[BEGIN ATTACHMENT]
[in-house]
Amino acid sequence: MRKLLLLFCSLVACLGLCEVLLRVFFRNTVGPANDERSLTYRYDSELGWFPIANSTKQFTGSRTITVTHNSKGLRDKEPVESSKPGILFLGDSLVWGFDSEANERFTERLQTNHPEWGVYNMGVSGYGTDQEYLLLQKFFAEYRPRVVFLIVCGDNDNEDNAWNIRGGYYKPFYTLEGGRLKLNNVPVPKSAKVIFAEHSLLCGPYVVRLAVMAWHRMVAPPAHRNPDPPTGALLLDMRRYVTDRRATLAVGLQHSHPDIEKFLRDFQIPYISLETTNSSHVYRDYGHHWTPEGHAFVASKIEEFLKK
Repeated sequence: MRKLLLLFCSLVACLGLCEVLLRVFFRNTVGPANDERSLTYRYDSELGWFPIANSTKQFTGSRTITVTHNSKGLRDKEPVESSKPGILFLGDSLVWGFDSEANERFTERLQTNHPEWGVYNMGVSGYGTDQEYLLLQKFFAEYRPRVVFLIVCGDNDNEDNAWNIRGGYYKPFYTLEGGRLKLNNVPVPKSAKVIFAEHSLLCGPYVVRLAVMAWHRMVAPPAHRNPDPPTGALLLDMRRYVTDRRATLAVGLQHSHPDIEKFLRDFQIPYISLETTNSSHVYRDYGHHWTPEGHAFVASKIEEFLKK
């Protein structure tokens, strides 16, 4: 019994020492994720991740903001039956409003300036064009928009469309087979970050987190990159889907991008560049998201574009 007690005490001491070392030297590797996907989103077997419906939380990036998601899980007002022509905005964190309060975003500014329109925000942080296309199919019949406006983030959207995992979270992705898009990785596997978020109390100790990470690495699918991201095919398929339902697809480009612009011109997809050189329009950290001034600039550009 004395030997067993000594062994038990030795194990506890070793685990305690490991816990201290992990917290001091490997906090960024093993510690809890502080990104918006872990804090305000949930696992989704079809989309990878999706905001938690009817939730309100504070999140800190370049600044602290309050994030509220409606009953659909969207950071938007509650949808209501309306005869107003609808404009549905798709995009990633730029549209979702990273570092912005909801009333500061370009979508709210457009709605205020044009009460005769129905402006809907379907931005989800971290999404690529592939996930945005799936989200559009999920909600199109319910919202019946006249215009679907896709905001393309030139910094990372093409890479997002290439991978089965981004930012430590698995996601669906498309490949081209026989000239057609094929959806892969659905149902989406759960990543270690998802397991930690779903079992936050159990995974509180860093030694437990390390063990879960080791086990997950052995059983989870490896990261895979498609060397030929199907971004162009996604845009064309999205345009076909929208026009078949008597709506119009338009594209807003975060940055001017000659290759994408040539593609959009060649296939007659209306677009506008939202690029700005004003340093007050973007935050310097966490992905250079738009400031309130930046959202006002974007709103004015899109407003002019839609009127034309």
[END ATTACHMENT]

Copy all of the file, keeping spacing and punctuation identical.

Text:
[in-house]
Amino acid sequence: MRKLLLLFCSLVACLGLCEVLLRVFFRNTVGPANDERSLTYRYDSELGWFPIANSTKQFTGSRTITVTHNSKGLRDKEPVESSKPGILFLGDSLVWGFDSEANERFTERLQTNHPEWGVYNMGVSGYGTDQEYLLLQKFFAEYRPRVVFLIVCGDNDNEDNAWNIRGGYYKPFYTLEGGRLKLNNVPVPKSAKVIFAEHSLLCGPYVVRLAVMAWHRMVAPPAHRNPDPPTGALLLDMRRYVTDRRATLAVGLQHSHPDIEKFLRDFQIPYISLETTNSSHVYRDYGHHWTPEGHAFVASKIEEFLKK
Repeated sequence: MRKLLLLFCSLVACLGLCEVLLRVFFRNTVGPANDERSLTYRYDSELGWFPIANSTKQFTGSRTITVTHNSKGLRDKEPVESSKPGILFLGDSLVWGFDSEANERFTERLQTNHPEWGVYNMGVSGYGTDQEYLLLQKFFAEYRPRVVFLIVCGDNDNEDNAWNIRGGYYKPFYTLEGGRLKLNNVPVPKSAKVIFAEHSLLCGPYVVRLAVMAWHRMVAPPAHRNPDPPTGALLLDMRRYVTDRRATLAVGLQHSHPDIEKFLRDFQIPYISLETTNSSHVYRDYGHHWTPEGHAFVASKIEEFLKK
């Protein structure tokens, strides 16, 4: 019994020492994720991740903001039956409003300036064009928009469309087979970050987190990159889907991008560049998201574009 007690005490001491070392030297590797996907989103077997419906939380990036998601899980007002022509905005964190309060975003500014329109925000942080296309199919019949406006983030959207995992979270992705898009990785596997978020109390100790990470690495699918991201095919398929339902697809480009612009011109997809050189329009950290001034600039550009 004395030997067993000594062994038990030795194990506890070793685990305690490991816990201290992990917290001091490997906090960024093993510690809890502080990104918006872990804090305000949930696992989704079809989309990878999706905001938690009817939730309100504070999140800190370049600044602290309050994030509220409606009953659909969207950071938007509650949808209501309306005869107003609808404009549905798709995009990633730029549209979702990273570092912005909801009333500061370009979508709210457009709605205020044009009460005769129905402006809907379907931005989800971290999404690529592939996930945005799936989200559009999920909600199109319910919202019946006249215009679907896709905001393309030139910094990372093409890479997002290439991978089965981004930012430590698995996601669906498309490949081209026989000239057609094929959806892969659905149902989406759960990543270690998802397991930690779903079992936050159990995974509180860093030694437990390390063990879960080791086990997950052995059983989870490896990261895979498609060397030929199907971004162009996604845009064309999205345009076909929208026009078949008597709506119009338009594209807003975060940055001017000659290759994408040539593609959009060649296939007659209306677009506008939202690029700005004003340093007050973007935050310097966490992905250079738009400031309130930046959202006002974007709103004015899109407003002019839609009127034309």